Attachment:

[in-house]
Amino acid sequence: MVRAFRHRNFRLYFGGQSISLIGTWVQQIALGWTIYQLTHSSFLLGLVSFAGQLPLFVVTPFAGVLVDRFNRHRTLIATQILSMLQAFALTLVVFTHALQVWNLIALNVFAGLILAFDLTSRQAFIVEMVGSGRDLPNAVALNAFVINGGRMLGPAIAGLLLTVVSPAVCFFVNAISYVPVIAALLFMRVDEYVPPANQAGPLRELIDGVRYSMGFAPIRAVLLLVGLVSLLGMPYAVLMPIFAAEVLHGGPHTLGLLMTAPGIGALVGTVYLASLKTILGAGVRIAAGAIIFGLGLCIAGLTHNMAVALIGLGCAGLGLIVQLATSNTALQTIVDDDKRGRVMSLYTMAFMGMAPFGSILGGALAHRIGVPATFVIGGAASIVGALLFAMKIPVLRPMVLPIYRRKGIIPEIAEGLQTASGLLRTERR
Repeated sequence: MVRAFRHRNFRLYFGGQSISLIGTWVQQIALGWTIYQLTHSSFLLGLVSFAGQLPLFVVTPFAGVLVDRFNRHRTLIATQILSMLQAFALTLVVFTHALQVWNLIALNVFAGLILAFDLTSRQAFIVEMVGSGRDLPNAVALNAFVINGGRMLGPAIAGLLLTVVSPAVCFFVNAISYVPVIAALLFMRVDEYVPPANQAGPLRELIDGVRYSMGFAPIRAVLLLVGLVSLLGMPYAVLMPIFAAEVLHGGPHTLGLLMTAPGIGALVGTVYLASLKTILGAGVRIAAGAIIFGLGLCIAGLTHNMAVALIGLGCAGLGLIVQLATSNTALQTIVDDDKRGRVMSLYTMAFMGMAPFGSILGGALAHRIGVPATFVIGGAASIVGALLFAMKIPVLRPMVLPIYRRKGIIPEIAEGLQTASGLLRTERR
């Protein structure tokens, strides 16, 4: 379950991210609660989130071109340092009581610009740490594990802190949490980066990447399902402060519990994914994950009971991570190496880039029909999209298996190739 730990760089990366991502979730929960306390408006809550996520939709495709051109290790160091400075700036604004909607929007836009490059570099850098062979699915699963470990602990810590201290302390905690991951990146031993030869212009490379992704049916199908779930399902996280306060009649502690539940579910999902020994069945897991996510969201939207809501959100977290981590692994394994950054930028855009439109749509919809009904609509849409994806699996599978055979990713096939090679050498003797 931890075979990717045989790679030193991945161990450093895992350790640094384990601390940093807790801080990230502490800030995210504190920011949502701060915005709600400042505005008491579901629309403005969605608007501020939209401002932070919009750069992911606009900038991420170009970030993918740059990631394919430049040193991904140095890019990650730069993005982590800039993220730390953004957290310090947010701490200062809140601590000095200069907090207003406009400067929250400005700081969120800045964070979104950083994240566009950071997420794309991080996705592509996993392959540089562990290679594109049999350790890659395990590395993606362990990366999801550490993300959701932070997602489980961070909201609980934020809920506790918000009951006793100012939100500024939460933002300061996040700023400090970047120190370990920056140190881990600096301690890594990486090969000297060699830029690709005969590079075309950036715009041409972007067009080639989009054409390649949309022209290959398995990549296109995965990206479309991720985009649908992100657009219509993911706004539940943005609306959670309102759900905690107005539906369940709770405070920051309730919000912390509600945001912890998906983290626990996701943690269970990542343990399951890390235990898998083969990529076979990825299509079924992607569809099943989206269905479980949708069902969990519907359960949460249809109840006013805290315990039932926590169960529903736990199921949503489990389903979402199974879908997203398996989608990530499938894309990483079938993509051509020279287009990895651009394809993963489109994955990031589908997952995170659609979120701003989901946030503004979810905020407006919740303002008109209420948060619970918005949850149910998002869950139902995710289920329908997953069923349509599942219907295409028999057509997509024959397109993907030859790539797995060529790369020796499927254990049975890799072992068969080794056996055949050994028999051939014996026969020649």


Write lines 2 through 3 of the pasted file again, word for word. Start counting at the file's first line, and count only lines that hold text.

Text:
Amino acid sequence: MVRAFRHRNFRLYFGGQSISLIGTWVQQIALGWTIYQLTHSSFLLGLVSFAGQLPLFVVTPFAGVLVDRFNRHRTLIATQILSMLQAFALTLVVFTHALQVWNLIALNVFAGLILAFDLTSRQAFIVEMVGSGRDLPNAVALNAFVINGGRMLGPAIAGLLLTVVSPAVCFFVNAISYVPVIAALLFMRVDEYVPPANQAGPLRELIDGVRYSMGFAPIRAVLLLVGLVSLLGMPYAVLMPIFAAEVLHGGPHTLGLLMTAPGIGALVGTVYLASLKTILGAGVRIAAGAIIFGLGLCIAGLTHNMAVALIGLGCAGLGLIVQLATSNTALQTIVDDDKRGRVMSLYTMAFMGMAPFGSILGGALAHRIGVPATFVIGGAASIVGALLFAMKIPVLRPMVLPIYRRKGIIPEIAEGLQTASGLLRTERR
Repeated sequence: MVRAFRHRNFRLYFGGQSISLIGTWVQQIALGWTIYQLTHSSFLLGLVSFAGQLPLFVVTPFAGVLVDRFNRHRTLIATQILSMLQAFALTLVVFTHALQVWNLIALNVFAGLILAFDLTSRQAFIVEMVGSGRDLPNAVALNAFVINGGRMLGPAIAGLLLTVVSPAVCFFVNAISYVPVIAALLFMRVDEYVPPANQAGPLRELIDGVRYSMGFAPIRAVLLLVGLVSLLGMPYAVLMPIFAAEVLHGGPHTLGLLMTAPGIGALVGTVYLASLKTILGAGVRIAAGAIIFGLGLCIAGLTHNMAVALIGLGCAGLGLIVQLATSNTALQTIVDDDKRGRVMSLYTMAFMGMAPFGSILGGALAHRIGVPATFVIGGAASIVGALLFAMKIPVLRPMVLPIYRRKGIIPEIAEGLQTASGLLRTERR